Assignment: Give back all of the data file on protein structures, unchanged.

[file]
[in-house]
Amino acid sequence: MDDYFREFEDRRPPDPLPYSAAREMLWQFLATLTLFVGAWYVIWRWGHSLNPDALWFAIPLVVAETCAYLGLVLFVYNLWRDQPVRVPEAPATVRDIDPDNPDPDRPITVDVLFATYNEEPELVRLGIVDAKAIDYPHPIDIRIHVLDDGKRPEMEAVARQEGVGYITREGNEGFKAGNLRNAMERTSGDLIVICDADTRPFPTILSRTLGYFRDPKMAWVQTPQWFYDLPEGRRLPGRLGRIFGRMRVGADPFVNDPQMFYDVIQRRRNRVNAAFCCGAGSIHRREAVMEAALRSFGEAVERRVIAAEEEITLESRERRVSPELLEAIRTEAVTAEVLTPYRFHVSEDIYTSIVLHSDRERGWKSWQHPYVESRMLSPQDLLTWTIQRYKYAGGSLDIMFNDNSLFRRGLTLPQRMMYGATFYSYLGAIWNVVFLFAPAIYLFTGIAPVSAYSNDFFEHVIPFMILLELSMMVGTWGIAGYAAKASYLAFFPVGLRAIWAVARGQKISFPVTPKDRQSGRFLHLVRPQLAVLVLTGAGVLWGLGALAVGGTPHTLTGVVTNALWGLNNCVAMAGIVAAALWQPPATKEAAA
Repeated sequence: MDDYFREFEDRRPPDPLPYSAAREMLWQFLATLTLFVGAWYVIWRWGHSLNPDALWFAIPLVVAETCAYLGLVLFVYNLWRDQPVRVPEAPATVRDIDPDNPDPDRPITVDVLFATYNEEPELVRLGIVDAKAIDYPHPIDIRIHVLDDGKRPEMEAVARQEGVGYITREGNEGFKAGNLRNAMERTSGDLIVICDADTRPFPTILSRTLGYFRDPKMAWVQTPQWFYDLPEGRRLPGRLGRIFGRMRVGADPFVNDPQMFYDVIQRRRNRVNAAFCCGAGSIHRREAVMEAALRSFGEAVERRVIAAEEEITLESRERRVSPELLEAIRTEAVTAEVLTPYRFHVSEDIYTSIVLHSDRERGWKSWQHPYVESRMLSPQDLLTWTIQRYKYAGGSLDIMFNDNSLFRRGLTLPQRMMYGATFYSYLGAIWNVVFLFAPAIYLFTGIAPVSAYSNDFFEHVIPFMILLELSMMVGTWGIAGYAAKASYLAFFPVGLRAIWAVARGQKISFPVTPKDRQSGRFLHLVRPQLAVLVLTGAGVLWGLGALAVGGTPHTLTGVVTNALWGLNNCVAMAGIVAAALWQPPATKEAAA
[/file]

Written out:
[in-house]
Amino acid sequence: MDDYFREFEDRRPPDPLPYSAAREMLWQFLATLTLFVGAWYVIWRWGHSLNPDALWFAIPLVVAETCAYLGLVLFVYNLWRDQPVRVPEAPATVRDIDPDNPDPDRPITVDVLFATYNEEPELVRLGIVDAKAIDYPHPIDIRIHVLDDGKRPEMEAVARQEGVGYITREGNEGFKAGNLRNAMERTSGDLIVICDADTRPFPTILSRTLGYFRDPKMAWVQTPQWFYDLPEGRRLPGRLGRIFGRMRVGADPFVNDPQMFYDVIQRRRNRVNAAFCCGAGSIHRREAVMEAALRSFGEAVERRVIAAEEEITLESRERRVSPELLEAIRTEAVTAEVLTPYRFHVSEDIYTSIVLHSDRERGWKSWQHPYVESRMLSPQDLLTWTIQRYKYAGGSLDIMFNDNSLFRRGLTLPQRMMYGATFYSYLGAIWNVVFLFAPAIYLFTGIAPVSAYSNDFFEHVIPFMILLELSMMVGTWGIAGYAAKASYLAFFPVGLRAIWAVARGQKISFPVTPKDRQSGRFLHLVRPQLAVLVLTGAGVLWGLGALAVGGTPHTLTGVVTNALWGLNNCVAMAGIVAAALWQPPATKEAAA
Repeated sequence: MDDYFREFEDRRPPDPLPYSAAREMLWQFLATLTLFVGAWYVIWRWGHSLNPDALWFAIPLVVAETCAYLGLVLFVYNLWRDQPVRVPEAPATVRDIDPDNPDPDRPITVDVLFATYNEEPELVRLGIVDAKAIDYPHPIDIRIHVLDDGKRPEMEAVARQEGVGYITREGNEGFKAGNLRNAMERTSGDLIVICDADTRPFPTILSRTLGYFRDPKMAWVQTPQWFYDLPEGRRLPGRLGRIFGRMRVGADPFVNDPQMFYDVIQRRRNRVNAAFCCGAGSIHRREAVMEAALRSFGEAVERRVIAAEEEITLESRERRVSPELLEAIRTEAVTAEVLTPYRFHVSEDIYTSIVLHSDRERGWKSWQHPYVESRMLSPQDLLTWTIQRYKYAGGSLDIMFNDNSLFRRGLTLPQRMMYGATFYSYLGAIWNVVFLFAPAIYLFTGIAPVSAYSNDFFEHVIPFMILLELSMMVGTWGIAGYAAKASYLAFFPVGLRAIWAVARGQKISFPVTPKDRQSGRFLHLVRPQLAVLVLTGAGVLWGLGALAVGGTPHTLTGVVTNALWGLNNCVAMAGIVAAALWQPPATKEAAA